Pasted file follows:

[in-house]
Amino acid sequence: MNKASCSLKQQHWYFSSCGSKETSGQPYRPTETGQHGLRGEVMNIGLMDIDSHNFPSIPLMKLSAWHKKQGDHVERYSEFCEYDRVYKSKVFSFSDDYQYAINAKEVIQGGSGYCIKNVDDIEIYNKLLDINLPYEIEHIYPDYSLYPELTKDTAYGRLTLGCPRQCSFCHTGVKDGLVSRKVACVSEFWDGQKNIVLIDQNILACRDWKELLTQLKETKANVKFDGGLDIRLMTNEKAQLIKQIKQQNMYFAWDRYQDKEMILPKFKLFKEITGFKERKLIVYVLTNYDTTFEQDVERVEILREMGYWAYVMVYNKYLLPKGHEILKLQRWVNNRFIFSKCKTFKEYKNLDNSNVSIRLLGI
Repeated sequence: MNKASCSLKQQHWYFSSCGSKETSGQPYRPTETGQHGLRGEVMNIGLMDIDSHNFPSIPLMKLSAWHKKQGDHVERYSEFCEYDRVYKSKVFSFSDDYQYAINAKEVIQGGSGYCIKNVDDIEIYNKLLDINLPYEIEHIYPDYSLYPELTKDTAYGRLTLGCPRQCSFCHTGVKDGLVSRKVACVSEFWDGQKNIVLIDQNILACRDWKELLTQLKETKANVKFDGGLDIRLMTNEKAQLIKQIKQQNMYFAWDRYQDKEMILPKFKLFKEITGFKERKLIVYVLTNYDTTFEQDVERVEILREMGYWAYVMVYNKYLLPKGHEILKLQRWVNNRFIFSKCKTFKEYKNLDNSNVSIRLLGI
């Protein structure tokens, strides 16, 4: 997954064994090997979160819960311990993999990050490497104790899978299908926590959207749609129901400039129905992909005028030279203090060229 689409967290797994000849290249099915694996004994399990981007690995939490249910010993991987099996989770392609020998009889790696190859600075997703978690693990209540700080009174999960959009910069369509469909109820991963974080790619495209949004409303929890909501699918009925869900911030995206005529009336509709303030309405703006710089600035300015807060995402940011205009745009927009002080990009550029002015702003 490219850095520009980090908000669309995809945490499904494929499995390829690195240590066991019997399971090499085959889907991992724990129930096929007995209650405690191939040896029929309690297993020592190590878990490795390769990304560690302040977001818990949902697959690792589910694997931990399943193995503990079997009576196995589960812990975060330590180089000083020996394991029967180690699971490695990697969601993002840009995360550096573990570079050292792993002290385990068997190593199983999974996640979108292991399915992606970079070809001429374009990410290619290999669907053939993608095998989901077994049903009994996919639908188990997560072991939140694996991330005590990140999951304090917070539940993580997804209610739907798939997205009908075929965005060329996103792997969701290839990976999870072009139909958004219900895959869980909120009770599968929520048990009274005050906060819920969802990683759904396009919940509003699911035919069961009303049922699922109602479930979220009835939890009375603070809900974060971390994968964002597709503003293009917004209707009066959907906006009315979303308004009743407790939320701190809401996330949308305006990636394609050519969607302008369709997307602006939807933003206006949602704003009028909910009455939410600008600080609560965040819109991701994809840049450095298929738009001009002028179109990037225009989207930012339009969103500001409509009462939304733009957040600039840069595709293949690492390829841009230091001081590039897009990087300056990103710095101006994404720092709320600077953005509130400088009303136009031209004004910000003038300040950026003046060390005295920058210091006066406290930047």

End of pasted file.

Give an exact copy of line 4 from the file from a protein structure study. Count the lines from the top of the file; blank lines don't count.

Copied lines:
């Protein structure tokens, strides 16, 4: 997954064994090997979160819960311990993999990050490497104790899978299908926590959207749609129901400039129905992909005028030279203090060229 689409967290797994000849290249099915694996004994399990981007690995939490249910010993991987099996989770392609020998009889790696190859600075997703978690693990209540700080009174999960959009910069369509469909109820991963974080790619495209949004409303929890909501699918009925869900911030995206005529009336509709303030309405703006710089600035300015807060995402940011205009745009927009002080990009550029002015702003 490219850095520009980090908000669309995809945490499904494929499995390829690195240590066991019997399971090499085959889907991992724990129930096929007995209650405690191939040896029929309690297993020592190590878990490795390769990304560690302040977001818990949902697959690792589910694997931990399943193995503990079997009576196995589960812990975060330590180089000083020996394991029967180690699971490695990697969601993002840009995360550096573990570079050292792993002290385990068997190593199983999974996640979108292991399915992606970079070809001429374009990410290619290999669907053939993608095998989901077994049903009994996919639908188990997560072991939140694996991330005590990140999951304090917070539940993580997804209610739907798939997205009908075929965005060329996103792997969701290839990976999870072009139909958004219900895959869980909120009770599968929520048990009274005050906060819920969802990683759904396009919940509003699911035919069961009303049922699922109602479930979220009835939890009375603070809900974060971390994968964002597709503003293009917004209707009066959907906006009315979303308004009743407790939320701190809401996330949308305006990636394609050519969607302008369709997307602006939807933003206006949602704003009028909910009455939410600008600080609560965040819109991701994809840049450095298929738009001009002028179109990037225009989207930012339009969103500001409509009462939304733009957040600039840069595709293949690492390829841009230091001081590039897009990087300056990103710095101006994404720092709320600077953005509130400088009303136009031209004004910000003038300040950026003046060390005295920058210091006066406290930047």